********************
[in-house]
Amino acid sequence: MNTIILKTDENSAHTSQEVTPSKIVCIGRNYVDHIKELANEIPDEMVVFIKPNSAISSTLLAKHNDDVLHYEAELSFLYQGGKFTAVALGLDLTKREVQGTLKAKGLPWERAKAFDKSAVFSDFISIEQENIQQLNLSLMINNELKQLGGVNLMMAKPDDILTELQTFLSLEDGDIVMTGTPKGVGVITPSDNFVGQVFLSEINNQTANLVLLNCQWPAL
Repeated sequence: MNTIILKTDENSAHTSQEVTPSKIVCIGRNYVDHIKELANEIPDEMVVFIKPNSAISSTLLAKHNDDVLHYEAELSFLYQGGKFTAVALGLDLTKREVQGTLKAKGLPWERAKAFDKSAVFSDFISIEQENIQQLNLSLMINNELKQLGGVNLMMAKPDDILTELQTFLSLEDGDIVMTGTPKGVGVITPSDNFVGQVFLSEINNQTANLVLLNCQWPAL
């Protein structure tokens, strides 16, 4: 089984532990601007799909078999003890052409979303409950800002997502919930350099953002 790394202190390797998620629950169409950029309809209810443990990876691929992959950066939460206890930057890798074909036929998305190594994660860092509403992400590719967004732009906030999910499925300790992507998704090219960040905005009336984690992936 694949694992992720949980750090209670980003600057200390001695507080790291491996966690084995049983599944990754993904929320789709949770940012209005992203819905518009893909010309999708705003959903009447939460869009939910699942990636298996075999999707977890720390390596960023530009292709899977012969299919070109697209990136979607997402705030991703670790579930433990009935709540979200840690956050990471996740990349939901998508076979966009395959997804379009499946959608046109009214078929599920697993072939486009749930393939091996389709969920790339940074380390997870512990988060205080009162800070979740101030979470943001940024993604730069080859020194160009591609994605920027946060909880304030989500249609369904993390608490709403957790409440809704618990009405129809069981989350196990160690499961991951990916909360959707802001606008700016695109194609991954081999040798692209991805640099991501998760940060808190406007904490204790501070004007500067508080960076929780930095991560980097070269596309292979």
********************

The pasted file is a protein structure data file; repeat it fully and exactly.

[in-house]
Amino acid sequence: MNTIILKTDENSAHTSQEVTPSKIVCIGRNYVDHIKELANEIPDEMVVFIKPNSAISSTLLAKHNDDVLHYEAELSFLYQGGKFTAVALGLDLTKREVQGTLKAKGLPWERAKAFDKSAVFSDFISIEQENIQQLNLSLMINNELKQLGGVNLMMAKPDDILTELQTFLSLEDGDIVMTGTPKGVGVITPSDNFVGQVFLSEINNQTANLVLLNCQWPAL
Repeated sequence: MNTIILKTDENSAHTSQEVTPSKIVCIGRNYVDHIKELANEIPDEMVVFIKPNSAISSTLLAKHNDDVLHYEAELSFLYQGGKFTAVALGLDLTKREVQGTLKAKGLPWERAKAFDKSAVFSDFISIEQENIQQLNLSLMINNELKQLGGVNLMMAKPDDILTELQTFLSLEDGDIVMTGTPKGVGVITPSDNFVGQVFLSEINNQTANLVLLNCQWPAL
């Protein structure tokens, strides 16, 4: 089984532990601007799909078999003890052409979303409950800002997502919930350099953002 790394202190390797998620629950169409950029309809209810443990990876691929992959950066939460206890930057890798074909036929998305190594994660860092509403992400590719967004732009906030999910499925300790992507998704090219960040905005009336984690992936 694949694992992720949980750090209670980003600057200390001695507080790291491996966690084995049983599944990754993904929320789709949770940012209005992203819905518009893909010309999708705003959903009447939460869009939910699942990636298996075999999707977890720390390596960023530009292709899977012969299919070109697209990136979607997402705030991703670790579930433990009935709540979200840690956050990471996740990349939901998508076979966009395959997804379009499946959608046109009214078929599920697993072939486009749930393939091996389709969920790339940074380390997870512990988060205080009162800070979740101030979470943001940024993604730069080859020194160009591609994605920027946060909880304030989500249609369904993390608490709403957790409440809704618990009405129809069981989350196990160690499961991951990916909360959707802001606008700016695109194609991954081999040798692209991805640099991501998760940060808190406007904490204790501070004007500067508080960076929780930095991560980097070269596309292979």